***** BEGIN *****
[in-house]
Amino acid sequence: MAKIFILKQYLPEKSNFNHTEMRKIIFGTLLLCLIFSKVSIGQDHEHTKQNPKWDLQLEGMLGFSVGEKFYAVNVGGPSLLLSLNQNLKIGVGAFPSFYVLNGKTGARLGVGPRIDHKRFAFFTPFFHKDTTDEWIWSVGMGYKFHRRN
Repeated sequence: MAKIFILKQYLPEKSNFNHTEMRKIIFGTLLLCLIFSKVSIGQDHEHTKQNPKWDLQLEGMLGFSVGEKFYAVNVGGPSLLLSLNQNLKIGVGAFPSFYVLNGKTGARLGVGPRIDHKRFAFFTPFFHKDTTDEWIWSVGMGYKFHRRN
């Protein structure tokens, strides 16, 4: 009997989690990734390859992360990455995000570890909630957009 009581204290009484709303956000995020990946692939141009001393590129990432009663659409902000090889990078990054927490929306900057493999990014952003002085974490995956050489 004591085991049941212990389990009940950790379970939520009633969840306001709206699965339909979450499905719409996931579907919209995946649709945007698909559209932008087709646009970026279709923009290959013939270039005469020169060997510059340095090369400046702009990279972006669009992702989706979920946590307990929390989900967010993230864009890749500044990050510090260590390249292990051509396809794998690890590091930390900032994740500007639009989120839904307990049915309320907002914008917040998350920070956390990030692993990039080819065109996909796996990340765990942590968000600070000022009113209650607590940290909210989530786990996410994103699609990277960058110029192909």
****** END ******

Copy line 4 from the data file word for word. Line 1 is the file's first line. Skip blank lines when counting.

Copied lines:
């Protein structure tokens, strides 16, 4: 009997989690990734390859992360990455995000570890909630957009 009581204290009484709303956000995020990946692939141009001393590129990432009663659409902000090889990078990054927490929306900057493999990014952003002085974490995956050489 004591085991049941212990389990009940950790379970939520009633969840306001709206699965339909979450499905719409996931579907919209995946649709945007698909559209932008087709646009970026279709923009290959013939270039005469020169060997510059340095090369400046702009990279972006669009992702989706979920946590307990929390989900967010993230864009890749500044990050510090260590390249292990051509396809794998690890590091930390900032994740500007639009989120839904307990049915309320907002914008917040998350920070956390990030692993990039080819065109996909796996990340765990942590968000600070000022009113209650607590940290909210989530786990996410994103699609990277960058110029192909």